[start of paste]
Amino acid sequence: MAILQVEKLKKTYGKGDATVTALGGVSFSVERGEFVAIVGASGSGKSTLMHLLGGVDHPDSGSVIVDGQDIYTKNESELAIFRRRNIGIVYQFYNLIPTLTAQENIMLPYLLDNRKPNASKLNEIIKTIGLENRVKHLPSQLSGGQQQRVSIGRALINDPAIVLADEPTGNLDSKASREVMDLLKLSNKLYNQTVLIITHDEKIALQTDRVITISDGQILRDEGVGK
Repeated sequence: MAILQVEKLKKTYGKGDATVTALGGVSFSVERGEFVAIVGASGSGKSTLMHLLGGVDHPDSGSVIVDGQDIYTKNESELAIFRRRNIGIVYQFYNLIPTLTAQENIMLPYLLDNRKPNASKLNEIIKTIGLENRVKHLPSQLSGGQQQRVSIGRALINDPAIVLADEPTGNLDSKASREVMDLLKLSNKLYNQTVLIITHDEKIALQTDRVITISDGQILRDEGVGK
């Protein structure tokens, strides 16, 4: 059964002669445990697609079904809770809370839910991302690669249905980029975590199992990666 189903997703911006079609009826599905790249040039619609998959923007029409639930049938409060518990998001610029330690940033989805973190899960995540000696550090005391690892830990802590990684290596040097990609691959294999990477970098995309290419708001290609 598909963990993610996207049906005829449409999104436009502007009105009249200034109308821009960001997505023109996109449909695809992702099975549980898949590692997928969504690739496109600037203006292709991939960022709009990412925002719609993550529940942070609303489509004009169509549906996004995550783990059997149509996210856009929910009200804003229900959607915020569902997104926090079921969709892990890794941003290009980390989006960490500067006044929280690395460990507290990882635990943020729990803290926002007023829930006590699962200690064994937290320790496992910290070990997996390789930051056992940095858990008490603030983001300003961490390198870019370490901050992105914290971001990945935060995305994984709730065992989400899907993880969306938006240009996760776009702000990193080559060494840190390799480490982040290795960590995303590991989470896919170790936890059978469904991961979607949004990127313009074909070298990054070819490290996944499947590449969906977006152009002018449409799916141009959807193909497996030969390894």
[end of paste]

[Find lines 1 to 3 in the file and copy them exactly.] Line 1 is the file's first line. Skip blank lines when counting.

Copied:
Amino acid sequence: MAILQVEKLKKTYGKGDATVTALGGVSFSVERGEFVAIVGASGSGKSTLMHLLGGVDHPDSGSVIVDGQDIYTKNESELAIFRRRNIGIVYQFYNLIPTLTAQENIMLPYLLDNRKPNASKLNEIIKTIGLENRVKHLPSQLSGGQQQRVSIGRALINDPAIVLADEPTGNLDSKASREVMDLLKLSNKLYNQTVLIITHDEKIALQTDRVITISDGQILRDEGVGK
Repeated sequence: MAILQVEKLKKTYGKGDATVTALGGVSFSVERGEFVAIVGASGSGKSTLMHLLGGVDHPDSGSVIVDGQDIYTKNESELAIFRRRNIGIVYQFYNLIPTLTAQENIMLPYLLDNRKPNASKLNEIIKTIGLENRVKHLPSQLSGGQQQRVSIGRALINDPAIVLADEPTGNLDSKASREVMDLLKLSNKLYNQTVLIITHDEKIALQTDRVITISDGQILRDEGVGK
């Protein structure tokens, strides 16, 4: 059964002669445990697609079904809770809370839910991302690669249905980029975590199992990666 189903997703911006079609009826599905790249040039619609998959923007029409639930049938409060518990998001610029330690940033989805973190899960995540000696550090005391690892830990802590990684290596040097990609691959294999990477970098995309290419708001290609 598909963990993610996207049906005829449409999104436009502007009105009249200034109308821009960001997505023109996109449909695809992702099975549980898949590692997928969504690739496109600037203006292709991939960022709009990412925002719609993550529940942070609303489509004009169509549906996004995550783990059997149509996210856009929910009200804003229900959607915020569902997104926090079921969709892990890794941003290009980390989006960490500067006044929280690395460990507290990882635990943020729990803290926002007023829930006590699962200690064994937290320790496992910290070990997996390789930051056992940095858990008490603030983001300003961490390198870019370490901050992105914290971001990945935060995305994984709730065992989400899907993880969306938006240009996760776009702000990193080559060494840190390799480490982040290795960590995303590991989470896919170790936890059978469904991961979607949004990127313009074909070298990054070819490290996944499947590449969906977006152009002018449409799916141009959807193909497996030969390894």